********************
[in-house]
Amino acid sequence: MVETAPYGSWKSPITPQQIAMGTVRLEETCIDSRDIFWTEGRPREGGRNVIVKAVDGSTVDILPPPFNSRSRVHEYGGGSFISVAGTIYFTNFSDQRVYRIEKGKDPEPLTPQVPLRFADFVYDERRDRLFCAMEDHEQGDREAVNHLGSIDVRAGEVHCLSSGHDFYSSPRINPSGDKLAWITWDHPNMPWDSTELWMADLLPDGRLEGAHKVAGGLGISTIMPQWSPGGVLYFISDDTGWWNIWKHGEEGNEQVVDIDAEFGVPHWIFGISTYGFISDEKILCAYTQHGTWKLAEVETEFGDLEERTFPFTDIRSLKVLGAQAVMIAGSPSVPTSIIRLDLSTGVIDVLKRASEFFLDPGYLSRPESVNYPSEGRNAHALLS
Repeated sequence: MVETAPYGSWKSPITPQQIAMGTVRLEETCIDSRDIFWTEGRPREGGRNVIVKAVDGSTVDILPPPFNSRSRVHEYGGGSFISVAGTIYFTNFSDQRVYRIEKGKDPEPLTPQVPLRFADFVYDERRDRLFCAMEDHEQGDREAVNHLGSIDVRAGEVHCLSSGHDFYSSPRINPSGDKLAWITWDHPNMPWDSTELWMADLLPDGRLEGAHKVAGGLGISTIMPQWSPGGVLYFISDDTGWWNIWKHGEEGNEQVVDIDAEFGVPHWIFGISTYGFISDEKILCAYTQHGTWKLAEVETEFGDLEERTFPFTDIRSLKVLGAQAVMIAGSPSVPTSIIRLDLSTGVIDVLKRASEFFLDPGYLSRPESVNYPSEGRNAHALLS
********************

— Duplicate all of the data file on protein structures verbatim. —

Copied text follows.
[in-house]
Amino acid sequence: MVETAPYGSWKSPITPQQIAMGTVRLEETCIDSRDIFWTEGRPREGGRNVIVKAVDGSTVDILPPPFNSRSRVHEYGGGSFISVAGTIYFTNFSDQRVYRIEKGKDPEPLTPQVPLRFADFVYDERRDRLFCAMEDHEQGDREAVNHLGSIDVRAGEVHCLSSGHDFYSSPRINPSGDKLAWITWDHPNMPWDSTELWMADLLPDGRLEGAHKVAGGLGISTIMPQWSPGGVLYFISDDTGWWNIWKHGEEGNEQVVDIDAEFGVPHWIFGISTYGFISDEKILCAYTQHGTWKLAEVETEFGDLEERTFPFTDIRSLKVLGAQAVMIAGSPSVPTSIIRLDLSTGVIDVLKRASEFFLDPGYLSRPESVNYPSEGRNAHALLS
Repeated sequence: MVETAPYGSWKSPITPQQIAMGTVRLEETCIDSRDIFWTEGRPREGGRNVIVKAVDGSTVDILPPPFNSRSRVHEYGGGSFISVAGTIYFTNFSDQRVYRIEKGKDPEPLTPQVPLRFADFVYDERRDRLFCAMEDHEQGDREAVNHLGSIDVRAGEVHCLSSGHDFYSSPRINPSGDKLAWITWDHPNMPWDSTELWMADLLPDGRLEGAHKVAGGLGISTIMPQWSPGGVLYFISDDTGWWNIWKHGEEGNEQVVDIDAEFGVPHWIFGISTYGFISDEKILCAYTQHGTWKLAEVETEFGDLEERTFPFTDIRSLKVLGAQAVMIAGSPSVPTSIIRLDLSTGVIDVLKRASEFFLDPGYLSRPESVNYPSEGRNAHALLS